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Open Spaces

A Talk on the Wild Side.

Preserving Change: The Southern Cone Grassland Alliance

We have a guest blogger at Open Spaces today! Haley McKey is a communications intern at the Office of Migratory Birds at Service Headquarters in Arlington, Virginia.  She recently graduated from the University of Virginia with a degree in biology.  Her interest in conservation in South America inspired her to highlight the Southern Cone Grassland Alliance.

We are entering into our third week of autumn here at Open Spaces. From shorter days to turning leaves, the signs of change are all around us. For bird lovers, the most dramatic sign of change may be the flocks of migratory birds flying high over-head en route to warmer climates. 

We work to protect migratory birds, and like all species, that work begins with the preservation of natural habitats. It’s hard enough to protect the habit for a cave beetle that spends an entire lifetime within a small, isolated area, but what about migratory birds, whose migrations take them across multiple habitats stretching over many countries and international borders?

Boblink in flightPhoto Credit: Anibal Parara/Birdlife International

Such is the case for the American Golden Plover, Bobolink, and Upland Sandpiper. These birds fly thousands of miles from the U.S. to South America every winter. When they land, they reach the Southern Cone Grasslands, a plain that covers nearly 400,000 square miles and parts of Argentina, Uruguay, Brazil, and Paraguay. 

Upland SandpiperPhoto Credit: Carlos Figuerero/Birdlife International

Despite its enormous size, nearly all of the grasslands have been altered by human activities such as cattle ranching, agriculture, and urbanization. Protecting habitat on a scale this large requires big thinking and a big team to pull it off.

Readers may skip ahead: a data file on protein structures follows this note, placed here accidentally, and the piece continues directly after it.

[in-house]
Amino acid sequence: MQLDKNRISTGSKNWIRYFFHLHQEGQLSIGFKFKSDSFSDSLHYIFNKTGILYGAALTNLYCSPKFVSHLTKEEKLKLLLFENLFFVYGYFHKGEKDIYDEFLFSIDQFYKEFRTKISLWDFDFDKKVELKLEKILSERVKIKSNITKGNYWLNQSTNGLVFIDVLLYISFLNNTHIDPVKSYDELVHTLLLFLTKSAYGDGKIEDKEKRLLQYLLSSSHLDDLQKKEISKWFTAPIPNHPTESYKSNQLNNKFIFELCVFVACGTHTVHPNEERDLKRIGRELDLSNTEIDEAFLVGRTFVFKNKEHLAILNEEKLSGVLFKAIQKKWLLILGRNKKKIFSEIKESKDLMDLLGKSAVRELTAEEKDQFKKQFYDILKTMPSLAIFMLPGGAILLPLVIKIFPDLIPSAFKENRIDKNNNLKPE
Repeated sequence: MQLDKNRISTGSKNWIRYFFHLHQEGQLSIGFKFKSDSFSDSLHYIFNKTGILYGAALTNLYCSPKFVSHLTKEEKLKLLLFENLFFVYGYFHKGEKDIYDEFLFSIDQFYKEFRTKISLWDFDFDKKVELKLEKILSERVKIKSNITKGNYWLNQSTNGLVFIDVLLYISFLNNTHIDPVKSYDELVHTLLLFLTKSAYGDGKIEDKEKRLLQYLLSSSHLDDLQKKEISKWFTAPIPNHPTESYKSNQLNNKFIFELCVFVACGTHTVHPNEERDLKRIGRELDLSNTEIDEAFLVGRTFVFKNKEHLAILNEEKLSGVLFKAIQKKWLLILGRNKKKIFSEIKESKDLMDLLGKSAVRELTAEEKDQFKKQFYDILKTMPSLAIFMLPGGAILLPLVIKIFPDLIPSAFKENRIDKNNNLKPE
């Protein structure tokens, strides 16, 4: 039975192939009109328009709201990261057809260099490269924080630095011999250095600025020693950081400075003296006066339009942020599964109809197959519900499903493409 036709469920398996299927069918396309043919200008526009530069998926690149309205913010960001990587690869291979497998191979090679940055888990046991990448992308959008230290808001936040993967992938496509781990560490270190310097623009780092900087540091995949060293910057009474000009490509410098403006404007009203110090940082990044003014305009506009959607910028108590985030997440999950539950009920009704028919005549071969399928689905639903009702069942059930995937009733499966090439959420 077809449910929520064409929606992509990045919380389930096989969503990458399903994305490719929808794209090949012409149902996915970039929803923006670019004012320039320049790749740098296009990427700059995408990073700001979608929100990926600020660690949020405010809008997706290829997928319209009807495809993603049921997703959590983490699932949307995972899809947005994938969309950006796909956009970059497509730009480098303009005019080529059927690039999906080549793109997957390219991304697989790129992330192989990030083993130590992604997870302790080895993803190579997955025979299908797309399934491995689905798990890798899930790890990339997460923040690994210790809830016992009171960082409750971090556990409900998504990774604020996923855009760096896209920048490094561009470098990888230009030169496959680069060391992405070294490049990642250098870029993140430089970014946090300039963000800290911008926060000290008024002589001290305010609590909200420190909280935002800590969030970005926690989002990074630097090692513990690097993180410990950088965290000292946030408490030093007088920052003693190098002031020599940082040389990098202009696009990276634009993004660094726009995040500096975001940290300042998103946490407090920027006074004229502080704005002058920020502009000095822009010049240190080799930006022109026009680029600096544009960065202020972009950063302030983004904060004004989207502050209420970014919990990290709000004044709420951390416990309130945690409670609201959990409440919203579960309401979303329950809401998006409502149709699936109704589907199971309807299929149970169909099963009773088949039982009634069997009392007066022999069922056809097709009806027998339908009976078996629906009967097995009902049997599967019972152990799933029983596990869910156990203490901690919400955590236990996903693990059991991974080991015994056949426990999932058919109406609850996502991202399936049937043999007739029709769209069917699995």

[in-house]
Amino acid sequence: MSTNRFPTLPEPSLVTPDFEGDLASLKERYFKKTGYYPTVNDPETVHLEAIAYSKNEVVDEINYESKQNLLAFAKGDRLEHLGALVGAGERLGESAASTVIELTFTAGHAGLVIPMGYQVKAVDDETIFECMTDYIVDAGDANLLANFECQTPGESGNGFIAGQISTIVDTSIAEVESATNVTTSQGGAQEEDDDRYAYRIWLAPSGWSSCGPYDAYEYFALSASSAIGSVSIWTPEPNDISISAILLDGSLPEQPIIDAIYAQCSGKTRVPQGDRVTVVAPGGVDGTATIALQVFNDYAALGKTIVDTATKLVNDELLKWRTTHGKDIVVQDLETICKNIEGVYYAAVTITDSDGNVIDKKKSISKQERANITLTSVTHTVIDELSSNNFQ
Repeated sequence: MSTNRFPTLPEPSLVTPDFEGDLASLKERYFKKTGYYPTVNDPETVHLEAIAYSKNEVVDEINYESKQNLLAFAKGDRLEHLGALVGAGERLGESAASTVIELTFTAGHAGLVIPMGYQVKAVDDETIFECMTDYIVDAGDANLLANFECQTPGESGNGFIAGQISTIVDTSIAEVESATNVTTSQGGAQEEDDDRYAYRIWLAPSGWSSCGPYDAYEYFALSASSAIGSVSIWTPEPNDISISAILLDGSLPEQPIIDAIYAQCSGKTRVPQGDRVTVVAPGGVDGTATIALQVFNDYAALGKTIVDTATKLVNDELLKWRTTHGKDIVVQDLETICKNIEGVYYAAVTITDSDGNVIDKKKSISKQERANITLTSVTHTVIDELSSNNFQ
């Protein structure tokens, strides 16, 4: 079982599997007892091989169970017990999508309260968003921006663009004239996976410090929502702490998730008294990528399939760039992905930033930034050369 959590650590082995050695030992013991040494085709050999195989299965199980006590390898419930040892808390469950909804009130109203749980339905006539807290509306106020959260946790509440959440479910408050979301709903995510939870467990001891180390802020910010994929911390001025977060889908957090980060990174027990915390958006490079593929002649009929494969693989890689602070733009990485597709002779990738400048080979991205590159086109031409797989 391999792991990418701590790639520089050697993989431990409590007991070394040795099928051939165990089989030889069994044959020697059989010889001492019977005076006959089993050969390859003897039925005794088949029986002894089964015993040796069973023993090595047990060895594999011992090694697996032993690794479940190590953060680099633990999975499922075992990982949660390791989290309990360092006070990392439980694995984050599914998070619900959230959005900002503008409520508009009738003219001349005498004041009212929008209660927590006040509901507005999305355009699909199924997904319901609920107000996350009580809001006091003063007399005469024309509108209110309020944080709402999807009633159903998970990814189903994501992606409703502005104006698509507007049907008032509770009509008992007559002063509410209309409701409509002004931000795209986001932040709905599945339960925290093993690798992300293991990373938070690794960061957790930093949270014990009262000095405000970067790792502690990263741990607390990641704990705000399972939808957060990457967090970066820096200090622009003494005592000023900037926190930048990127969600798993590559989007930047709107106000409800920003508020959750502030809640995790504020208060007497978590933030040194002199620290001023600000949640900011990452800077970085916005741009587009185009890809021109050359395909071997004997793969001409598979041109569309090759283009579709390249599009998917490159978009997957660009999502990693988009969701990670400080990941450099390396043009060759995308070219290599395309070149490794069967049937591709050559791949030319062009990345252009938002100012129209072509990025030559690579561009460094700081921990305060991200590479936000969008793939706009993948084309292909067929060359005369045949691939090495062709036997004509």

Which brings us to the Southern Cone Grasslands Alliance.

The Alliance began in 2003 with a partnership between Birdlife International and four bird conservation organizations, one from each country within the grasslands ecosystem.

Since 2003, the Alliance has identified 61 priority conservation sites for migratory birds. It has also created partnerships with grassland ranchers and landowners, looking for ways in which protecting the grasslands could also be commercially profitable.

Southern Cone GrasslandPhoto Credit: Anibal Parara/Birdlife International

One outcome: a new “green” certification for South American beef that will allow ranchers to tap into the market for environmentally-friendly foods.

Back in the U.S., the Fish and Wildlife Service recognized that protecting South American grasslands was a worthy cause when it benefitted bird species that also make a home in the U.S.  And so, we were pleased to provide seed money to the Alliance in the form of a Neotropical Migratory Bird Conservation Act grant.

The Alliance now stands on its own and is a great example of how conservation efforts in other countries can benefit the migratory birds at home we love to notice during this great season of change.

This projects resonates wonderfully with John MUir's statement, "When we try to pick out anything by itself, we find it hitched to everything else in the Universe."
# Posted By Bill Youngs | 10/14/11 12:31 PM
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